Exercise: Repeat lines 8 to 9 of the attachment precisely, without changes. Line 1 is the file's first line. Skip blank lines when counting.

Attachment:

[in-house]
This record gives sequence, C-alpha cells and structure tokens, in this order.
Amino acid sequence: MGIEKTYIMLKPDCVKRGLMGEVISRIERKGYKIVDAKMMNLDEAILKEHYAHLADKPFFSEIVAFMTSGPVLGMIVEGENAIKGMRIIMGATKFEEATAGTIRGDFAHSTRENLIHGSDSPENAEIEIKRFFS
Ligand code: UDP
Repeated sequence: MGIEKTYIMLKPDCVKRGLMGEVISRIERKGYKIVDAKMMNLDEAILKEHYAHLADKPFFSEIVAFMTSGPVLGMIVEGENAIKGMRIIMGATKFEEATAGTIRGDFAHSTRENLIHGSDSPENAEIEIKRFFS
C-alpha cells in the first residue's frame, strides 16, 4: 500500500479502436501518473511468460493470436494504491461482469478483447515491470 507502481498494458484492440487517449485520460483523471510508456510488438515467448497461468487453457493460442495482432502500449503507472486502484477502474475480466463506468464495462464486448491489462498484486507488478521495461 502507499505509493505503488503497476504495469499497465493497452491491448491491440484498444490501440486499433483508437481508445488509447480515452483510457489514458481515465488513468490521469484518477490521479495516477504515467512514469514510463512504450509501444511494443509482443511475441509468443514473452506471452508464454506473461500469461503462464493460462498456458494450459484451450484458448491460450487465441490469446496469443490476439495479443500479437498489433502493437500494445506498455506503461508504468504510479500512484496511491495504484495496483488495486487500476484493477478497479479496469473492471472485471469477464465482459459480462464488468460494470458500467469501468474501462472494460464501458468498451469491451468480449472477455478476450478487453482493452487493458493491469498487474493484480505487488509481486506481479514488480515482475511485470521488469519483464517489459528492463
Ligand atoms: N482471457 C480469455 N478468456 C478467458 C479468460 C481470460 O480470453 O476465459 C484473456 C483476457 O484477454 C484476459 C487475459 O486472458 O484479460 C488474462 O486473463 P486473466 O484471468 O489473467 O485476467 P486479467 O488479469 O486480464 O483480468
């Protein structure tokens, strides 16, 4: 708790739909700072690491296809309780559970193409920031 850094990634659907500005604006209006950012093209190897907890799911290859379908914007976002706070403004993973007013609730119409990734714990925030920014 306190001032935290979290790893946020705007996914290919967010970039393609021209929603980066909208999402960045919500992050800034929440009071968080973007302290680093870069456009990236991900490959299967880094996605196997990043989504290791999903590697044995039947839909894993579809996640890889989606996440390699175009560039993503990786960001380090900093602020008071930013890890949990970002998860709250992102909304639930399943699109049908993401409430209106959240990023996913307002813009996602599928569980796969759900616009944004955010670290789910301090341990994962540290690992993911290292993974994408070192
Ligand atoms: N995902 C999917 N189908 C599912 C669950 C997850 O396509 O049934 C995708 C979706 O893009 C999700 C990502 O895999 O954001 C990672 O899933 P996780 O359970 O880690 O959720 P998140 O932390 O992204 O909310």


């Protein structure tokens, strides 16, 4: 708790739909700072690491296809309780559970193409920031 850094990634659907500005604006209006950012093209190897907890799911290859379908914007976002706070403004993973007013609730119409990734714990925030920014 306190001032935290979290790893946020705007996914290919967010970039393609021209929603980066909208999402960045919500992050800034929440009071968080973007302290680093870069456009990236991900490959299967880094996605196997990043989504290791999903590697044995039947839909894993579809996640890889989606996440390699175009560039993503990786960001380090900093602020008071930013890890949990970002998860709250992102909304639930399943699109049908993401409430209106959240990023996913307002813009996602599928569980796969759900616009944004955010670290789910301090341990994962540290690992993911290292993974994408070192
Ligand atoms: N995902 C999917 N189908 C599912 C669950 C997850 O396509 O049934 C995708 C979706 O893009 C999700 C990502 O895999 O954001 C990672 O899933 P996780 O359970 O880690 O959720 P998140 O932390 O992204 O909310």